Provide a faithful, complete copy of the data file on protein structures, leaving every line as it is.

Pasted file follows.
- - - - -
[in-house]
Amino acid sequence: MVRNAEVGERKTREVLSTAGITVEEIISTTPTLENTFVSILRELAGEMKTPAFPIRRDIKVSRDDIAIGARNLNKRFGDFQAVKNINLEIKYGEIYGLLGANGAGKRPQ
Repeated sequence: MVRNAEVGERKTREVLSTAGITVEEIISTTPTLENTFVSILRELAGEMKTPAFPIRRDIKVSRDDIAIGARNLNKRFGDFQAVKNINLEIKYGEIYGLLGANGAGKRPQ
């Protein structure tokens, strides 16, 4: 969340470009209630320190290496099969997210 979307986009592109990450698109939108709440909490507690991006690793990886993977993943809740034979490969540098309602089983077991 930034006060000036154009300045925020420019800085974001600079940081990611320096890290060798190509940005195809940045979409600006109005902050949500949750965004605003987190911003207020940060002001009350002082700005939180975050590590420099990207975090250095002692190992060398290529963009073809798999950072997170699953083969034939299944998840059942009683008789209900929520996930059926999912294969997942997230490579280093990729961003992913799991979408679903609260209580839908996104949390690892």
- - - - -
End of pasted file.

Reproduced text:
[in-house]
Amino acid sequence: MVRNAEVGERKTREVLSTAGITVEEIISTTPTLENTFVSILRELAGEMKTPAFPIRRDIKVSRDDIAIGARNLNKRFGDFQAVKNINLEIKYGEIYGLLGANGAGKRPQ
Repeated sequence: MVRNAEVGERKTREVLSTAGITVEEIISTTPTLENTFVSILRELAGEMKTPAFPIRRDIKVSRDDIAIGARNLNKRFGDFQAVKNINLEIKYGEIYGLLGANGAGKRPQ
């Protein structure tokens, strides 16, 4: 969340470009209630320190290496099969997210 979307986009592109990450698109939108709440909490507690991006690793990886993977993943809740034979490969540098309602089983077991 930034006060000036154009300045925020420019800085974001600079940081990611320096890290060798190509940005195809940045979409600006109005902050949500949750965004605003987190911003207020940060002001009350002082700005939180975050590590420099990207975090250095002692190992060398290529963009073809798999950072997170699953083969034939299944998840059942009683008789209900929520996930059926999912294969997942997230490579280093990729961003992913799991979408679903609260209580839908996104949390690892």